Project background and methodology

Direct access to electricity in the household can bring numerous benefits. However, wider access to the benefits of electricity, particularly for the poor, can be achieved through electricity connections for institutions and local enterprises. For example, local businesses can stimulate local economies, increase the value added to local production, create employment, and provide local governments with new revenue sources to provide improved public services. Electrification for institutions, such as hospitals and schools, can bring the education and health benefits of electricity to all members of a community. 

Public-private partnerships (PPPs) can range from from investments in decentralised generation and supply, to mini or micro grids, to community-owned off-grid installations. The purpose of the PACE project is to examine the conditions that are in place when public-private partnerships are, or are not successful in delivering electricity that reaches the poorest segments of the population in a sustainable manner.

electricity for vaccine refrigeration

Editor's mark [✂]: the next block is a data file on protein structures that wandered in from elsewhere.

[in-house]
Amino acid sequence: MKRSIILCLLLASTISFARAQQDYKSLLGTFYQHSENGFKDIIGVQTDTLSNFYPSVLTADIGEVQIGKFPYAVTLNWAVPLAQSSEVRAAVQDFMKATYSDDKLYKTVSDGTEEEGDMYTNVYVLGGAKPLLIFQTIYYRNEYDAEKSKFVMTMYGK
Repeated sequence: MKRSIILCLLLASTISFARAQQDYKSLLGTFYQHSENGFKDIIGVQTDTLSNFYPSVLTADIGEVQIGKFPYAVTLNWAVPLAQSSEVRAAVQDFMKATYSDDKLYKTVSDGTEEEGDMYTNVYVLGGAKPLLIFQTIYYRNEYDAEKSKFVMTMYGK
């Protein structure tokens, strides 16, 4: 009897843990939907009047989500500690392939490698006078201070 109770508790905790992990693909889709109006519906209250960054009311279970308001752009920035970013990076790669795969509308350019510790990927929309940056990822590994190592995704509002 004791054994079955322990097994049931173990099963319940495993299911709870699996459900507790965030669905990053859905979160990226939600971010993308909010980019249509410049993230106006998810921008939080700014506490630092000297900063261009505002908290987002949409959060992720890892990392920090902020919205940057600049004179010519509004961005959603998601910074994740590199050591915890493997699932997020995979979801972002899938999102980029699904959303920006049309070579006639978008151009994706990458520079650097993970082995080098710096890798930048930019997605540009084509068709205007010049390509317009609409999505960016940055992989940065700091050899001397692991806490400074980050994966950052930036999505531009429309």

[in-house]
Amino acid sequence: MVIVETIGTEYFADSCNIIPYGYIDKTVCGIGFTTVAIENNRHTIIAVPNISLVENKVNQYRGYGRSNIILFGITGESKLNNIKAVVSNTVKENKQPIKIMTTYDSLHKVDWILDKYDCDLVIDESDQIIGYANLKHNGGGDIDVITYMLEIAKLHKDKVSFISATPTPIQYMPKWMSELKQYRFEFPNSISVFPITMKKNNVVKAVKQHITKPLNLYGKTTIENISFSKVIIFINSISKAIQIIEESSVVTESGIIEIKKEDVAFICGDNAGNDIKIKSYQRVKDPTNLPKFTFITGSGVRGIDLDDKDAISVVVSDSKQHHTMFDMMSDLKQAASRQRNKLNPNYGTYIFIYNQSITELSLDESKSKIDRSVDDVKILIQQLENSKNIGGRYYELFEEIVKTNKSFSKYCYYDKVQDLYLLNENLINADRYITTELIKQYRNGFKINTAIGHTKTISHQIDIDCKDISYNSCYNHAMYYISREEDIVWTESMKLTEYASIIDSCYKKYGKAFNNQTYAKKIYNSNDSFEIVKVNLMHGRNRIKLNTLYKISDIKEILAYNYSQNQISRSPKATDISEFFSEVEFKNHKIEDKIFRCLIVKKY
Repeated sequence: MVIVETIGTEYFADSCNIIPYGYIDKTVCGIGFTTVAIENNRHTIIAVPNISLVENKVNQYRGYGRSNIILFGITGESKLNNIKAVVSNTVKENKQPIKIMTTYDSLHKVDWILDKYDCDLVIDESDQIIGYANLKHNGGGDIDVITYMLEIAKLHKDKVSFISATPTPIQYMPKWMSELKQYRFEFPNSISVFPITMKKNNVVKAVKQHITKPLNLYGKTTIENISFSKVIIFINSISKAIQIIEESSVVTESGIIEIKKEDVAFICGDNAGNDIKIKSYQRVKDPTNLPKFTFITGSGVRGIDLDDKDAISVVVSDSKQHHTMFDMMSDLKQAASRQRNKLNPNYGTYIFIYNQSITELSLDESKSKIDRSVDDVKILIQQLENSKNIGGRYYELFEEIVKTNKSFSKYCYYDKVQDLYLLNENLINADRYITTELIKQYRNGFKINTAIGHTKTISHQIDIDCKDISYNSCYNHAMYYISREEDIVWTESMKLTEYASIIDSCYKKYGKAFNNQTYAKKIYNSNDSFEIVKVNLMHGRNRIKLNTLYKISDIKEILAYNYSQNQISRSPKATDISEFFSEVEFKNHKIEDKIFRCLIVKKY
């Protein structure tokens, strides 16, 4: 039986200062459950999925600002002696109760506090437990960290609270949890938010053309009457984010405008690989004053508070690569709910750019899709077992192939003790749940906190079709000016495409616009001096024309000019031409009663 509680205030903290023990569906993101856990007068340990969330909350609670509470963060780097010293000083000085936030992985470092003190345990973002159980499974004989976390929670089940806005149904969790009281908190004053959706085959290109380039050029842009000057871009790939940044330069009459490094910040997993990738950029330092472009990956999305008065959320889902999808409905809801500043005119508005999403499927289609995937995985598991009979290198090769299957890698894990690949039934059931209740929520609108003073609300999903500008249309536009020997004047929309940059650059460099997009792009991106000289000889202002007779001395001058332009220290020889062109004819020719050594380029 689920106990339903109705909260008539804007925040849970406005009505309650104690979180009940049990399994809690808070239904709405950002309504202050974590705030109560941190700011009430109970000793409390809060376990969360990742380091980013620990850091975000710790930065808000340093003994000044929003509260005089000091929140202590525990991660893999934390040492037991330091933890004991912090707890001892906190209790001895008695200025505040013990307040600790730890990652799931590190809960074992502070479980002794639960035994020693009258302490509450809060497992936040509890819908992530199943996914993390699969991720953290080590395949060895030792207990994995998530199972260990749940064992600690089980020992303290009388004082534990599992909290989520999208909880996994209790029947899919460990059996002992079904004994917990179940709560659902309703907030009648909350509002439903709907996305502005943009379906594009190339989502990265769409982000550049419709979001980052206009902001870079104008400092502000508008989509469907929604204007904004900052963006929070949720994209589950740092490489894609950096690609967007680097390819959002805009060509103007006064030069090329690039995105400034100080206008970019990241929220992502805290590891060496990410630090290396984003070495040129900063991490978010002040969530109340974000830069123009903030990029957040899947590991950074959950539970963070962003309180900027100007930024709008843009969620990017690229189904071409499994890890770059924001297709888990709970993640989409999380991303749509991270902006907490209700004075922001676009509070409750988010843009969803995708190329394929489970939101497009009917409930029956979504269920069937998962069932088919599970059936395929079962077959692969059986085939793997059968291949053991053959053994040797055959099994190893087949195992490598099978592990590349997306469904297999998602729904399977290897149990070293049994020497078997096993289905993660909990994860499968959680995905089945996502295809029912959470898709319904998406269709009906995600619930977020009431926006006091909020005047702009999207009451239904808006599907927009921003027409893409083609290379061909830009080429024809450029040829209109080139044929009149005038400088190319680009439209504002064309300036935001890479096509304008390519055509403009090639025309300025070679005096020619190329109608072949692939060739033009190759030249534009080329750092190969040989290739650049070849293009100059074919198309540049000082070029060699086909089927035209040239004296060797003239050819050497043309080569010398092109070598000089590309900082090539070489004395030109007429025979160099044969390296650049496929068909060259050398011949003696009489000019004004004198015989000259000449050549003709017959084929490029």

The PACE project activities and timing are summarised below:

Activity Description Timetable

Country Assessments and Case Studies

Following countrywide assessments of electricity and PPPs in Ethiopia, Nepal, Sri Lanka and Uganda, PACE will examine samples of different PPPs in each country. The team will then develop case studies that will cover a broad range of issues, including private sector trust, institutional capacity, levels of access, service satisfaction and quality and tariffs and pricing arrangements.

The case studies will seek to reflect experiences of PPPs from representatives of all areas of the community, from those involved in initiating electrification projects, to investors and end-users. Survey instruments will target the following actors:

  • key stakeholders (public sector, community members, private sector, etc.)
  • household consumers
  • institutional consumer

The purpose of the case studies will be to establish success factors for public-private partnerships that favour wide access to electricity, whilst also examining the other impacts of PPPs on livelihoods - from local environment to gender effects.

July 2002 - Jan 2003
Pilot projects
The information from the first phase will inform a series of action plans and models that will be used to implement pilot projects in each country. Feb - Aug 2003
Guidelines and dissemination

Based on an impact assessment of the pilot projects, dissemination workshops will be held in each country and guidelines developed for governments, local authorities and private sector investors. A DFID advice booklet will be prepared and distributed. Sept - Dec 2003


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